Businesses and governments use Aclima's data to identify and reduce sources of pollution.
"To deal with climate change, to deal with air pollution, you really have to understand where it's coming from, and you have to take local measurements to do that," said Herzl.
The "On the Dot" team joined Herzl on a drive around the freeways of Oakland, California, in one of her pollution-sensing cars. The car uses GPS to plot pollution levels on a map.
"We're moving through the streets," said Herzl. "That enables us to pinpoint the precise location of those measurements."
There are a lot of ways that CO2 gets into the air. But according to the EPA, the number one source of carbon emissions is transportation, at 27% of greenhouse gases.
Aclima's pollution map shows that. On the side streets, carbon dioxide levels are mostly low, showing up visually as the low-intensity color of purple. On the freeways, carbon dioxide is shown in a high-intensity yellow. At locations where two highways come together the yellow peaks so high it rises on a 3D map like a skyscraper.
Herzl said even when people drive to work or school, they are contributing to pollution.
"You're putting CO2 into the air," she said. "And so, once we can all understand that and this problem isn't so abstract and so invisible, you start to really connect your actions to these global consequences."
Why is carbon a problem?
Dr. Eugene Cordero, a climatologist at San Jose State University, is helping people understand how the greenhouse effect is powered by carbon dioxide, with a demonstration that uses a candle and a camera.
"We're trying to get an idea of how this greenhouse effect works," said Cordero. "How does CO2 have this power over controlling the Earth's temperature?"
The greenhouse effect is the way Earth's heat gets trapped close to the surface.
In the experiment, the candle represents the heat of Earth.
"So, the Earth gets warmed during the day by the sun and then it gives off energy," he said.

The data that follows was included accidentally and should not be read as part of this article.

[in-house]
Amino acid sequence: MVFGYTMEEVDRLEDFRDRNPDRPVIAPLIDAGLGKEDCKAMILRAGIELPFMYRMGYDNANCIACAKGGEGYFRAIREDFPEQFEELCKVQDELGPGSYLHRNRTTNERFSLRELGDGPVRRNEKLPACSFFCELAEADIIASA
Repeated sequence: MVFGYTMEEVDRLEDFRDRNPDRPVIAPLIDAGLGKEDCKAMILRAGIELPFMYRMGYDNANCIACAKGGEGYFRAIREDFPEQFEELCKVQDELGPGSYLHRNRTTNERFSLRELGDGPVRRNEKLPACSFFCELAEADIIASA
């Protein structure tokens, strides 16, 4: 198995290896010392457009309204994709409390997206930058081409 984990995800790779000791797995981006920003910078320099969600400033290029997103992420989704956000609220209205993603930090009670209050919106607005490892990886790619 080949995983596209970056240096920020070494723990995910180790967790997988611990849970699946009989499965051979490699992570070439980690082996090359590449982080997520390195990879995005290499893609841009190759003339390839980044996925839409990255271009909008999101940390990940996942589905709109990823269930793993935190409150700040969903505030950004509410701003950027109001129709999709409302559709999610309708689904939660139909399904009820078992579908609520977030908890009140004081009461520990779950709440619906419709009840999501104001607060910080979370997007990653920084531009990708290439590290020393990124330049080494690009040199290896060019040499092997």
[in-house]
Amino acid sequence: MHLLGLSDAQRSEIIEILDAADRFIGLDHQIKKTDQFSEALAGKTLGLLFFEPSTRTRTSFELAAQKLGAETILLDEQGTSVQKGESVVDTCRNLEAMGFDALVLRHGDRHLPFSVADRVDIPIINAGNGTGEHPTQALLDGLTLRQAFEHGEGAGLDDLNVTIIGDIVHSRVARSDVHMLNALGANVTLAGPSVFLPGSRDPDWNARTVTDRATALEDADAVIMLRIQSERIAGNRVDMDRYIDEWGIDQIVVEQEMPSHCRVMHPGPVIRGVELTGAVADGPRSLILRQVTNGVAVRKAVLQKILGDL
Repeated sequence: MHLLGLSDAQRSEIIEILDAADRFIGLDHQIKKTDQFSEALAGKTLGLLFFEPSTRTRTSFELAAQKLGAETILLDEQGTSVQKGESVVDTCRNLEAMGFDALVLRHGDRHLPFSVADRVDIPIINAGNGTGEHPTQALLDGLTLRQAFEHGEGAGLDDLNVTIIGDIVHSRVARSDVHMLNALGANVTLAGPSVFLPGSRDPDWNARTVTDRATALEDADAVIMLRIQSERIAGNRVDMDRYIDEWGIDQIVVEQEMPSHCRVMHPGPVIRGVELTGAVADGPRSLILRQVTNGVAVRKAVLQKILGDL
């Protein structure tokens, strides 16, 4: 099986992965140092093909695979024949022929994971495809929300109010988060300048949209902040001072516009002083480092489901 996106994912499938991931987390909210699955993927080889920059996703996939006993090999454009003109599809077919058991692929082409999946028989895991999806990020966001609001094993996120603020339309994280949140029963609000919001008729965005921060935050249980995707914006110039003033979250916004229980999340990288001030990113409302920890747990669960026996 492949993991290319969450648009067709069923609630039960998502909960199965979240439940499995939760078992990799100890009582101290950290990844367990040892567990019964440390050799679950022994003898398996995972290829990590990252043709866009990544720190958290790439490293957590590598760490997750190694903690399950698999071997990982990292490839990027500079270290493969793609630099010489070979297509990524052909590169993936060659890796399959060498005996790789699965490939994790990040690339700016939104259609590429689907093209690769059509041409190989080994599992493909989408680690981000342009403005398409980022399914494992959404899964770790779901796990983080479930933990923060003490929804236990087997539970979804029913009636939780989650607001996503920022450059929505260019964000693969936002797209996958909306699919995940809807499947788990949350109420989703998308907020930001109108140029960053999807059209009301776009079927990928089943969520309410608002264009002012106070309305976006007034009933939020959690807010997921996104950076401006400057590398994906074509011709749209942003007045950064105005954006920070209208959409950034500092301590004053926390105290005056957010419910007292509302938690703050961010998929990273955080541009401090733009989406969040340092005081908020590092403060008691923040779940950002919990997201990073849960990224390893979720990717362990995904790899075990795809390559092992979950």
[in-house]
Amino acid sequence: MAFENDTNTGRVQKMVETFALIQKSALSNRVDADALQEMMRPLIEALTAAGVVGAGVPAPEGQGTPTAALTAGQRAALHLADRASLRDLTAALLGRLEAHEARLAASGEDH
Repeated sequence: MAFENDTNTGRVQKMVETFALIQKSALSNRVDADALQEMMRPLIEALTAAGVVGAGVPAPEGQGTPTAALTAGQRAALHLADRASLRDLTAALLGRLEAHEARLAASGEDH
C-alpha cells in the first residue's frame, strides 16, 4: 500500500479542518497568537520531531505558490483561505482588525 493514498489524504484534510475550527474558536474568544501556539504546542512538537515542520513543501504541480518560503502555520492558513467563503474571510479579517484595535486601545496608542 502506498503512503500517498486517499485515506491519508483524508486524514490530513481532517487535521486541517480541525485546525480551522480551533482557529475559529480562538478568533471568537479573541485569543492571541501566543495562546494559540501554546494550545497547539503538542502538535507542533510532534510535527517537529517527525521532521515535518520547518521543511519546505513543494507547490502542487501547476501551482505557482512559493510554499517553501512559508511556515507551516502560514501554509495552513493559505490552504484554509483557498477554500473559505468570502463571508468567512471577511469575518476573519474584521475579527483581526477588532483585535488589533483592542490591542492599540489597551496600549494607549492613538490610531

A piece of glass in a picture frame represents carbon dioxide, which Cordero said acts in a similar way.
"It behaves in the same way because it absorbs this particular kind of [energy given off by the candle]," he said.
When a thermal imaging camera is pointed at the candle, wavelengths of heat show up as white, red and yellow.
But when a piece of glass is slipped in front of the flame, that color disappears, and the candle cannot be seen anymore.
"Our natural light from the sun passes through," said Cordero. "But the infrared radiation on the way out, can't get out."
Cordero said carbon dioxide is a blanket that absorbs and radiates heat and keeps the Earth comfortably warm. When more carbon dioxide is added, the planet gets warmer.
"And so, our planet's temperature is going to go up," said Cordero. "It's a great thermostat."
As the carbon dioxide rises, the temperature rises. Cordero said scientific research shows that is what is driving extreme events. A warming climate meansthat can drive more intense wildfires and drought. Warmer air also carries more moisture which can lead to during major storms.
"CO2 andis the largest contribution to changing what our planet's like right now and making it warmer," said Cordero. "There are other factors, too, but carbon dioxide is the number one contributor."
Is there hope?
Many scientists, like Cordero, remain hopeful that we can adapt and make changes.
"We have ways to generate energy without burning fossil fuels," said Cordero. "We have ways to live more sustainably. And some people would say our life might even improve," he continued. "I tell my students; would you rather be 45 minutes in traffic to go 15 miles, or take a train and be able to finish your homework while you're on the train and maybe we're listening to music or chatting with the neighbors?"
"We have created some changes on our planet," he continued. "Some good, some not so good. Maybe the balance of it is not so good for long term. But that doesn't mean we can't reverse that and make things better. And it doesn't have to make our life worse. But we have to do something."
On future episodes of "On the Dot" we will continue to explore the problem of climate change and what we can do about it, looking at extreme weather, fire, drought and floods.